I am a card-carrying technology geek, having cut my teeth on BASIC on my family’s Apple II Plus computer. As a young woman with a passion for reading that equaled my interest in technology, I found science fiction titles were written with the male reader in mind. I didn’t want more space battles and buxom aliens, I wanted to know how technology would change our lives.
So I write the stories I wanted to read as a young teen.
Think living on the moon as a teen would mean an escape from cliques and teenage pranks? Think again. When Marci's longtime friend Jess joins the pop-crowd at school, Marci finds herself talked into participating in one of their initiation rites and questioning herself, her friendships, and her values in the process.
Included is a special excerpt from CONVERGENCE, Karen's YA sci-fi novel.
Pissed about moving to the space station Convergence, Anya expects life to suck. Lonely and afraid, she makes an unlikely friend. When her friend is threatened by dark forces aboard Convergence, Anya has to pull out all the stops to stage a heart-pounding rescue.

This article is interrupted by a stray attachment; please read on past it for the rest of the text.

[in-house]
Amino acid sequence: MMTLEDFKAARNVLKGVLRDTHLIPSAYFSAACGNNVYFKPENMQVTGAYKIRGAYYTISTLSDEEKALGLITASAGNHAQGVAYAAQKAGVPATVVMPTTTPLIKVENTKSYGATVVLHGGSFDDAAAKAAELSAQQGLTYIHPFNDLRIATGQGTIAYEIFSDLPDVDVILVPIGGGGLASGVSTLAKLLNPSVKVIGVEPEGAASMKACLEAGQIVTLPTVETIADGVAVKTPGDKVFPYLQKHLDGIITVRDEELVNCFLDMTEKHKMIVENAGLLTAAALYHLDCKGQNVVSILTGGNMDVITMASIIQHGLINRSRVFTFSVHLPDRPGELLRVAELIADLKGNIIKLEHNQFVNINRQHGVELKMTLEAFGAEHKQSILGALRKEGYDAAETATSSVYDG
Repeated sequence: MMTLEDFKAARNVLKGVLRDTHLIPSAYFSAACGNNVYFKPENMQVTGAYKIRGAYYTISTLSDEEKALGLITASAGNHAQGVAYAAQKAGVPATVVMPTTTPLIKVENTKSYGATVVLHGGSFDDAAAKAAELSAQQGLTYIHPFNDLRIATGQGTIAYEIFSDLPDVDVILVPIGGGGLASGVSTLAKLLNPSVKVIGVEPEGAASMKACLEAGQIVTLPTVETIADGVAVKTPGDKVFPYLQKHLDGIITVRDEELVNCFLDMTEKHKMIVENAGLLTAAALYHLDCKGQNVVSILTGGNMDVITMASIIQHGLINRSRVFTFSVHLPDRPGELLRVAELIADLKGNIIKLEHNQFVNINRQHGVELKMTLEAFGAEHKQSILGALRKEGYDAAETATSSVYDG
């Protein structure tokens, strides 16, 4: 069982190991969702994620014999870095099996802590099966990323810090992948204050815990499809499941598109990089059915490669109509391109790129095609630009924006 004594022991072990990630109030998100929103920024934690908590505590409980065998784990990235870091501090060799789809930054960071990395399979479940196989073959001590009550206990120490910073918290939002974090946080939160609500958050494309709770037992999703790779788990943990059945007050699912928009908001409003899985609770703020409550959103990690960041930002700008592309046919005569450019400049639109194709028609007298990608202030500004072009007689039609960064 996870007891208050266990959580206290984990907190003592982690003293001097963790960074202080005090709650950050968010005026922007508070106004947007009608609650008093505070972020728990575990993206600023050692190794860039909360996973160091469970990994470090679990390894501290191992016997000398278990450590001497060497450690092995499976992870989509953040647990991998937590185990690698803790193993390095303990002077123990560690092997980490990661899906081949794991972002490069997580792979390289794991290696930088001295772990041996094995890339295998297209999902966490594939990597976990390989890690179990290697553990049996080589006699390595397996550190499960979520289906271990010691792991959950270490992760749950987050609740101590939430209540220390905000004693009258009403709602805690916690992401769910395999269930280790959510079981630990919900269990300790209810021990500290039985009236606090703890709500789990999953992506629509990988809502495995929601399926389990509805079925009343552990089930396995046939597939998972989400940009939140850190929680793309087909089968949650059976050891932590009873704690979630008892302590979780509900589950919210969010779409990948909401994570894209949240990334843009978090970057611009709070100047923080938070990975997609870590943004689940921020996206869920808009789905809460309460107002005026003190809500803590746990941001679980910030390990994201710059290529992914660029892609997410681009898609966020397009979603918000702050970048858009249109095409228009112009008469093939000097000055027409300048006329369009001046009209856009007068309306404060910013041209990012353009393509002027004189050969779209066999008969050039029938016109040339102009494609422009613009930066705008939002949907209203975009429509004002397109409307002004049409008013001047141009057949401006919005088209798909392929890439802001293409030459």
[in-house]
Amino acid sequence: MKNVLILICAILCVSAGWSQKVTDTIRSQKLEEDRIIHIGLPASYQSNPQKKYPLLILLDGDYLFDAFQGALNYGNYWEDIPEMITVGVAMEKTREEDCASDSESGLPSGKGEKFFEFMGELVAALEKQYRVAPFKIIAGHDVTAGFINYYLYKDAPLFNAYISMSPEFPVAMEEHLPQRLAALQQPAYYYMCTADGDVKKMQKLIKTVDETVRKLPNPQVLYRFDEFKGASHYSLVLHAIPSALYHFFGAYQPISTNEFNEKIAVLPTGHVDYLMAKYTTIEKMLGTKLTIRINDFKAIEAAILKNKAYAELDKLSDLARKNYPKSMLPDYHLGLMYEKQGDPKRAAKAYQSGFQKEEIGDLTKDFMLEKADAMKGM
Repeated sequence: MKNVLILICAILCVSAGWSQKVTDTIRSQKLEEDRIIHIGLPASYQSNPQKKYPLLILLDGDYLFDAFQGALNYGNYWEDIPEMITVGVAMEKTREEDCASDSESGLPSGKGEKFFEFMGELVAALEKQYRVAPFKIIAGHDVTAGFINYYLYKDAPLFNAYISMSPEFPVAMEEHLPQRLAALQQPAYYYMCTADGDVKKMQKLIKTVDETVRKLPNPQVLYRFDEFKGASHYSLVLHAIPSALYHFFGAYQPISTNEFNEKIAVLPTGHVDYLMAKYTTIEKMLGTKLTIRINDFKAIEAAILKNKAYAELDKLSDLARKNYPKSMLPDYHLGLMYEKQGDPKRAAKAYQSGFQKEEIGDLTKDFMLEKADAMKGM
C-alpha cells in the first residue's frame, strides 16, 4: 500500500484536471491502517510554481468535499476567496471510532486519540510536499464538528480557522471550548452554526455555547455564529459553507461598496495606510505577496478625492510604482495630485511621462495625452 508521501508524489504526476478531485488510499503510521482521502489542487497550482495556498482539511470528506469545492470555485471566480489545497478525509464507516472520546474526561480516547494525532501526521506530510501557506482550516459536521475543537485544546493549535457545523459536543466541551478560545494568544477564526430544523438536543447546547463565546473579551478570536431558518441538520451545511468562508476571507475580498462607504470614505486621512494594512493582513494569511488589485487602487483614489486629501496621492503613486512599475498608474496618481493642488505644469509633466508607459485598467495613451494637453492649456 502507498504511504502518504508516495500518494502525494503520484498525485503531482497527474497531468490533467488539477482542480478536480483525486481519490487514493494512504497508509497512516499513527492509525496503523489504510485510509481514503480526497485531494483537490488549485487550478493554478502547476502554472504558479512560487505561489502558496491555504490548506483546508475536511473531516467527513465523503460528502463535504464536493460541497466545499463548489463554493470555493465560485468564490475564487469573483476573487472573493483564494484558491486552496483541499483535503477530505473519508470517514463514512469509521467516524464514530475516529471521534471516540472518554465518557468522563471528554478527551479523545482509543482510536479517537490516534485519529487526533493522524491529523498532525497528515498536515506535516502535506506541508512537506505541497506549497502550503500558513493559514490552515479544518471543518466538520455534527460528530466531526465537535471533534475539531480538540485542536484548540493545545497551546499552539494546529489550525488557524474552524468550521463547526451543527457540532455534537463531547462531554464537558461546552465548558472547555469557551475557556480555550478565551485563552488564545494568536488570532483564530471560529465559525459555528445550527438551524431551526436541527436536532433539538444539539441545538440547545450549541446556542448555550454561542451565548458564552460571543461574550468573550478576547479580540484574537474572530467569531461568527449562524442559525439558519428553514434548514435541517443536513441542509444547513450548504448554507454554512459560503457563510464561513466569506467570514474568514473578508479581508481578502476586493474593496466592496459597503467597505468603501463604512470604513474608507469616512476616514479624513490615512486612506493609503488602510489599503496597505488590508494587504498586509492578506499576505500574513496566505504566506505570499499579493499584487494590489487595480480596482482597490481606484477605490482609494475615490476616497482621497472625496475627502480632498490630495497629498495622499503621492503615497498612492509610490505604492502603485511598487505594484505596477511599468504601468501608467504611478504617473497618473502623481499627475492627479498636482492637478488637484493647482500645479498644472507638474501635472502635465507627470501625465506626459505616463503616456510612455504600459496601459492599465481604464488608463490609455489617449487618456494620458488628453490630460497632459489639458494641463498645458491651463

Some friendships transcend even carbon-based life forms.
Life is hard enough for Nate and his sister Sylvia in post-apocalypse Chicago. When Sylvia falls ill, Nate embarks on a desperate mission to get help. He heads to the one sane place left in all the chaos and debris: The Harold Washington Library, policed by librarians in cardigans and sub-machine guns to ward off crooks and thugs. Will he be able to get through the city and get help in time?
Ali isn’t like her sister, Julia. She keeps to herself on the Lunar Colony where they live. But when Julia offers her a chance to buy apples, a rarity on the moon, she goes along, enticed by the idea of seeing her cute classmate Kofi. When some of the kids decide to mess around with an airlock’s controls, it’s up to Ali to figure out a solution. Will she be able to save the kids in time?